By Dennis Chung
BMW officially announced its first two-wheeled M model with the new M1000RR. Based on the S1000RR, no slouch on its own, the M1000RR offers a higher level of performance, adding aerodynamic wings and bumping the power output up to a claimed 212 hp while reducing the claimed curb weight to 423 pounds.
The styling takes after the S1000RR but with the addition of winglets made of clear-coat carbon fiber. The winglets help produce more downforce, counteracting wheelies while helping traction control and drive power work more efficiently.
BMW employed WSBK riders Tom Sykes and Eugene Laverty and World Endurance racer Markus Reiterberger to test the new aerodynamics on the track. Riding the M1000RR, Reiterberger lapped just 2.101 seconds behind Sykes and 1.590 seconds behind Laverty who rode their WSBK racebikes.
Like the S1000RR, the BMW M1000RR is powered by a 999cc liquid-cooled Inline-Four with the ShiftCam technology offering variable vale timing and lift. For the M model, BMW added new two-ring forged pistons from Mahle that were fortified with two additional crossbars in the box. The new pistons are also each 0.4 ounces lighter than the S1000RR’s pistons. BMW also swapped out the S1000RR’s tempered steel connecting rods with longer and lighter titanium con-rods from Pankl. This allowed BMW to increase the compression ratio to 13.5:1 from 13.3:1, while increasing the maximum engine speed to 15,100 rpm from 14,600 rpm. The ShiftCam system is similar to the S1000RR’s application, but the M1000RR makes use of a new exhaust valve spring assembly and slimmer, lighter rocker arms.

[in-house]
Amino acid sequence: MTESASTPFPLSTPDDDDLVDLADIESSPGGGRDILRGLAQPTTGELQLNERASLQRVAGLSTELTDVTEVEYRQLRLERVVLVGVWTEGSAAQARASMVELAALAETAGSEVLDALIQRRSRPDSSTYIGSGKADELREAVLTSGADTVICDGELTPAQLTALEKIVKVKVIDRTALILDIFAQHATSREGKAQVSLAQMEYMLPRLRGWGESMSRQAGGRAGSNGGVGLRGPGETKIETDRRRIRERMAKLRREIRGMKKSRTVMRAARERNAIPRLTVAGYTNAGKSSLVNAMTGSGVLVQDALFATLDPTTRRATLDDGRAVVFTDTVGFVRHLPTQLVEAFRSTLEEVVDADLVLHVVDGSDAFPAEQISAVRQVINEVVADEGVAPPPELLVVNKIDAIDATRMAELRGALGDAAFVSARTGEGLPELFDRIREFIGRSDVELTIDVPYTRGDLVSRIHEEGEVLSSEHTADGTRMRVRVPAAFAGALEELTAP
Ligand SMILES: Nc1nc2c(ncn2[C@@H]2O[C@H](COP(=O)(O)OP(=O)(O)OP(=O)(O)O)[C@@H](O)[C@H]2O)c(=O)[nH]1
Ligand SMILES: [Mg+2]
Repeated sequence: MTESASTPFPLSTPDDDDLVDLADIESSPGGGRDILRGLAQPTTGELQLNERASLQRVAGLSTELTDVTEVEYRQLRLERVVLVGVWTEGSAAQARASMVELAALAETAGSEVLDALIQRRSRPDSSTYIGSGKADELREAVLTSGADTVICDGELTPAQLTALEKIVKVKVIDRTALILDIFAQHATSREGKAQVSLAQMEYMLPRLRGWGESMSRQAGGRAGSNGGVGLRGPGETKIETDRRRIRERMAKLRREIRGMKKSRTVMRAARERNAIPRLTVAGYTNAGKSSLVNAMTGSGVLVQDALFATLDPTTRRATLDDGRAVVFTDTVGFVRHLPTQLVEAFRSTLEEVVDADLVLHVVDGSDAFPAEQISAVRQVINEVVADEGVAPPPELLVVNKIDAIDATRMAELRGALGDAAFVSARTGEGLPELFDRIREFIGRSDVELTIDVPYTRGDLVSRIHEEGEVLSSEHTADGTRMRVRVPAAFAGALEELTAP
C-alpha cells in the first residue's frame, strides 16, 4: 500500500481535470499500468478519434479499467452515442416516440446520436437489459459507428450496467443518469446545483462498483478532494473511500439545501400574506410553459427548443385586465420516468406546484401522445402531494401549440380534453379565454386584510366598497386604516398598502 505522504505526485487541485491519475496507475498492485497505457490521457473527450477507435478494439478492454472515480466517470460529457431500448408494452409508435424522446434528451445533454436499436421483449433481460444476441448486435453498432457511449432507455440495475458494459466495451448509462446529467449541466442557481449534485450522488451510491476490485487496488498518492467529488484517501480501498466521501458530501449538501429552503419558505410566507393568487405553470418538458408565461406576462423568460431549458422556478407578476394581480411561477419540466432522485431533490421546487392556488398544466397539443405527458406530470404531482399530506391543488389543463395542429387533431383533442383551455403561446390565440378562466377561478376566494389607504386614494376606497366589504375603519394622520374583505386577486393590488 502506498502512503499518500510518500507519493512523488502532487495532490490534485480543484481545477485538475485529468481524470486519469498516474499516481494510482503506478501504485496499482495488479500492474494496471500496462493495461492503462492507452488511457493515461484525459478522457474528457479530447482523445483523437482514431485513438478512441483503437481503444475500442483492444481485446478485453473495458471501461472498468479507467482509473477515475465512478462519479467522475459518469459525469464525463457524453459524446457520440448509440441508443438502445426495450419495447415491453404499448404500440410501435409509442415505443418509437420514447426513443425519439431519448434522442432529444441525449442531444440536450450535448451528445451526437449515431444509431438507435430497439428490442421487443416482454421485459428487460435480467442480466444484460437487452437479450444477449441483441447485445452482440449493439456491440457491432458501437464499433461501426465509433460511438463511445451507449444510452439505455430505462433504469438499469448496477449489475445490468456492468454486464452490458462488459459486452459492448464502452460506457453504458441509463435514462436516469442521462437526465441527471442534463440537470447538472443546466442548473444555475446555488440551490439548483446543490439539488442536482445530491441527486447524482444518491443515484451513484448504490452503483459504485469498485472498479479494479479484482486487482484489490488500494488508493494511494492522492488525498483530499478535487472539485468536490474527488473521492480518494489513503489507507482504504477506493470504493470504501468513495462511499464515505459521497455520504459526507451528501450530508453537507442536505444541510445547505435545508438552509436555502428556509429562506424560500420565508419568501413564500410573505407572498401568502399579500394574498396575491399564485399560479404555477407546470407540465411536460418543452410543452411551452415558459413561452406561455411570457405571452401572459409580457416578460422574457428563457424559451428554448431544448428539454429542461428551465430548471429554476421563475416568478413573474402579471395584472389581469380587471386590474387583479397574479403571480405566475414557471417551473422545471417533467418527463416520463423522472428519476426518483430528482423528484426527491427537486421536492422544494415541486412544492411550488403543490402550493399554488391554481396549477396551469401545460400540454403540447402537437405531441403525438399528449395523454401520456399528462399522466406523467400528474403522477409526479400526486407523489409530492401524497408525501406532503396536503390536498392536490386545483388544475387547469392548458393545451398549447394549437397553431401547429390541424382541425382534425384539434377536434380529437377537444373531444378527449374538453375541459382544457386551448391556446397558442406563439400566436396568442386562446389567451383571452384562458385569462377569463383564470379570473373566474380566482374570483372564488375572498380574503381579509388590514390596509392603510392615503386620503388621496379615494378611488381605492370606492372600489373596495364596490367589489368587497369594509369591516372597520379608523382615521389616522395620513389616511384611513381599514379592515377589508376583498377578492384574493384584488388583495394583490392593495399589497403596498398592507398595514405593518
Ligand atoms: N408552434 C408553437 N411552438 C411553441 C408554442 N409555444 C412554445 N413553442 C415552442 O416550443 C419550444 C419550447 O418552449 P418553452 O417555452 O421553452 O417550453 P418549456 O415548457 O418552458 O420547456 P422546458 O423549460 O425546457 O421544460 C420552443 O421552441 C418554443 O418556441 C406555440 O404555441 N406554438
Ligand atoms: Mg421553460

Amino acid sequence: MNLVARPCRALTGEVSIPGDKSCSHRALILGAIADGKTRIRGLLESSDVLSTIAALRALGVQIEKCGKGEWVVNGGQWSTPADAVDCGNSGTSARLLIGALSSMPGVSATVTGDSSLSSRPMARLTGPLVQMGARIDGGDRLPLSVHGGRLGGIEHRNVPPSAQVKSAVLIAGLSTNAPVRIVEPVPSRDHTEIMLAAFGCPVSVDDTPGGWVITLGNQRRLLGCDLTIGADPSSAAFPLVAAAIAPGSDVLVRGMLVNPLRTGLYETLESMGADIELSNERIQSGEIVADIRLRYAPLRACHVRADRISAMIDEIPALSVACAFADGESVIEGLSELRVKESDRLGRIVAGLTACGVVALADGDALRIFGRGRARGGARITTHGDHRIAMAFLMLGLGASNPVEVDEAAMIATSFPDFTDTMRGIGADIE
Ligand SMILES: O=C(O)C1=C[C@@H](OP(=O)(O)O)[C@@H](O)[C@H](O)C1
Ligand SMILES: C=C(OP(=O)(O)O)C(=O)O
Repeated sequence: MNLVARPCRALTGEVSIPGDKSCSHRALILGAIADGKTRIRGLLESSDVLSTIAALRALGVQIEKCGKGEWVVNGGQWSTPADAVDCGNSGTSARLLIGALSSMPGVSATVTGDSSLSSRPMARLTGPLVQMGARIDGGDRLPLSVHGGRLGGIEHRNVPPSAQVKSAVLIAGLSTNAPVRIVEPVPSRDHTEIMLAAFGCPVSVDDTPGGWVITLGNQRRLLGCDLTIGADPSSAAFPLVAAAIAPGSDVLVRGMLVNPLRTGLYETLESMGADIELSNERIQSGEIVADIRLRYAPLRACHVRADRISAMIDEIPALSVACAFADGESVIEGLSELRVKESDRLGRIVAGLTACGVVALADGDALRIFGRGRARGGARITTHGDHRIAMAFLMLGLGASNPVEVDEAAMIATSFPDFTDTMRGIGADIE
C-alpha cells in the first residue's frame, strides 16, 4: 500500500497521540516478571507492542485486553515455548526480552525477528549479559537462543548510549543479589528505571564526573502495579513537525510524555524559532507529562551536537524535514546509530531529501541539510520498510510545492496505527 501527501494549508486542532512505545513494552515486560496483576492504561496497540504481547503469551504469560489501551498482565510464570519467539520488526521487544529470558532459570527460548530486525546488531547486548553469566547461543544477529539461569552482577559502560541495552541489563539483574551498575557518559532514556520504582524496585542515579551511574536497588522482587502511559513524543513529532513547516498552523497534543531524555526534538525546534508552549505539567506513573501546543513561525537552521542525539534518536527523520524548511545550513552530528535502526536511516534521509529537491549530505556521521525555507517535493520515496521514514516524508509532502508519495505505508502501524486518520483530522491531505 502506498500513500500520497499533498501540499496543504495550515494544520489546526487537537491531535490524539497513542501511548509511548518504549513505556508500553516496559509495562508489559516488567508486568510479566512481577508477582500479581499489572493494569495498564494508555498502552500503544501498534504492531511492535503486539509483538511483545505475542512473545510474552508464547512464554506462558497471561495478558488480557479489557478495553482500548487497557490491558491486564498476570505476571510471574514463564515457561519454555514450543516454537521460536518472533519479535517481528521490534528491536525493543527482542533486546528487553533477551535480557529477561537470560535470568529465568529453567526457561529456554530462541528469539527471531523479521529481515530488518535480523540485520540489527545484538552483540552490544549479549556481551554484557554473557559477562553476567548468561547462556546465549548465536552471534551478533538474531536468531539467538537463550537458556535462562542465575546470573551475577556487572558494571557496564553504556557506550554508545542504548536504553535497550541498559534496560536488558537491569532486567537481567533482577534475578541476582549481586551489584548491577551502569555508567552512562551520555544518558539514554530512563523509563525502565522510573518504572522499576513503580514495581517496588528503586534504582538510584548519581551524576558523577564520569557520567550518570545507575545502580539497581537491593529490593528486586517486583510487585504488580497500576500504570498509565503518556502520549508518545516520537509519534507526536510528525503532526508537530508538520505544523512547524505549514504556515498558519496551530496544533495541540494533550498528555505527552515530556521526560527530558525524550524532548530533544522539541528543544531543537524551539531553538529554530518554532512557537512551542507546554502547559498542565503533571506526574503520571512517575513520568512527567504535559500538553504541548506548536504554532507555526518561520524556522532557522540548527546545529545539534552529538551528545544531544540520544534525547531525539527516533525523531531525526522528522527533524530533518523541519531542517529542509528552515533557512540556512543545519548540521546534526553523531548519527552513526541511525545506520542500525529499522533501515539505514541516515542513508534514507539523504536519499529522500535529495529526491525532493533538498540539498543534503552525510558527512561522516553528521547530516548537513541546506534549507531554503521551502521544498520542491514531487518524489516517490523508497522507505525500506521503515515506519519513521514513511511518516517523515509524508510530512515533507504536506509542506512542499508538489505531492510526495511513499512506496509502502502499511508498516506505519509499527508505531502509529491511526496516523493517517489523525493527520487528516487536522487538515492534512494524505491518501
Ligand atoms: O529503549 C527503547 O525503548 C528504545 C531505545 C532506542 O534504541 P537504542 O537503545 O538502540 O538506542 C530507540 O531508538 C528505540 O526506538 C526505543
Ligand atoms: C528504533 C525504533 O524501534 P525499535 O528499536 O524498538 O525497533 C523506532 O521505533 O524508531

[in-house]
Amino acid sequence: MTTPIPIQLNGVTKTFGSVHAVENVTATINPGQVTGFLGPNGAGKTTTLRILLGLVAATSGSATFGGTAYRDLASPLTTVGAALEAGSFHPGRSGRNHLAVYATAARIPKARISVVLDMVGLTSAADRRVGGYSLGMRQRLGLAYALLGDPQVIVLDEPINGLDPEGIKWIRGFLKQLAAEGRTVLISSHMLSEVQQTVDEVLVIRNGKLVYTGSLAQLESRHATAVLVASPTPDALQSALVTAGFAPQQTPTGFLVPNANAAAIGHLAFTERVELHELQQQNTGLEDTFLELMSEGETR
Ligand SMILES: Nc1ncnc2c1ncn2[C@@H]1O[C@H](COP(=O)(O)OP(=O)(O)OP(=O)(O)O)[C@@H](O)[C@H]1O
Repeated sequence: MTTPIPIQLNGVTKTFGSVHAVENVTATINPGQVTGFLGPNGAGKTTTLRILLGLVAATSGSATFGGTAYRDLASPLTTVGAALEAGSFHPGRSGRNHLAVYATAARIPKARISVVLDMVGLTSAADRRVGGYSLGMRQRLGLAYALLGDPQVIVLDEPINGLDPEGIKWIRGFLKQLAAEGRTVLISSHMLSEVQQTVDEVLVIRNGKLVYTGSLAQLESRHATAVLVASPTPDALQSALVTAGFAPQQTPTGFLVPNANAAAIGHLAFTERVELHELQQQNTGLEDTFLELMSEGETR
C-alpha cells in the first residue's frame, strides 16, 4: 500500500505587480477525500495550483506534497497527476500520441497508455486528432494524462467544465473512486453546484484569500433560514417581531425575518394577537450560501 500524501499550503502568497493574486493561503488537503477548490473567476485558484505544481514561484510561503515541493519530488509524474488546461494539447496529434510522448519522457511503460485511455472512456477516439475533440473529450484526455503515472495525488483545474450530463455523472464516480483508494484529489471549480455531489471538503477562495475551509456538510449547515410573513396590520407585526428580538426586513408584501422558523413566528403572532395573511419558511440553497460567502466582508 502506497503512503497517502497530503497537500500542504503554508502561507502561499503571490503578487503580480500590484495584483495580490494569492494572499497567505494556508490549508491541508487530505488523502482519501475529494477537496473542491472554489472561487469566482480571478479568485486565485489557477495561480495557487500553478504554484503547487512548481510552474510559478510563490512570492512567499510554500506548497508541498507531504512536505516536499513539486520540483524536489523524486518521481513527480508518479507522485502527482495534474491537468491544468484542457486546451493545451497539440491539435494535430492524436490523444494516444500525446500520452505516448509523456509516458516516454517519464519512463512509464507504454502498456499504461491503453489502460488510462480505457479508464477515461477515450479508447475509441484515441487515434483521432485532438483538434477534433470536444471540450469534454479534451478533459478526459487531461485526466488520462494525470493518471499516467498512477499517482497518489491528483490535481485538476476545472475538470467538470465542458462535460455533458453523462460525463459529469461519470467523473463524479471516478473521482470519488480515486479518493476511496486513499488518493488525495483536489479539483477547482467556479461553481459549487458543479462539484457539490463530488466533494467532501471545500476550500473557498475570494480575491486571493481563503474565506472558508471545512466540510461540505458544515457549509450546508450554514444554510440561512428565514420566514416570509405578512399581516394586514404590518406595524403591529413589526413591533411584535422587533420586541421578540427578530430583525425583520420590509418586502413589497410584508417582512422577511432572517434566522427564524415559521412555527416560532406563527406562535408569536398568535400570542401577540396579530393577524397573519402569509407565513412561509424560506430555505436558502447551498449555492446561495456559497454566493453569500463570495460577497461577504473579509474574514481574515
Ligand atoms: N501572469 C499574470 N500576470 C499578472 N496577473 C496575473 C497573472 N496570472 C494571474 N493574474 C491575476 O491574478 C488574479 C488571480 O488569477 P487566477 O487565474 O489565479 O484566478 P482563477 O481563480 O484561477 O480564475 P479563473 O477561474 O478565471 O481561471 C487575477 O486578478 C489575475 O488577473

The M1000RR also uses variable intake funnels with a servomotor adjusting the length of the funnels to optimize performance, especially at high engine speeds.
The result, according to BMW, is a maximum output of 212 hp at 14,500 rpm. Peak torque remains at a claimed …read more
Source:: 2021 BMW M1000RR First Look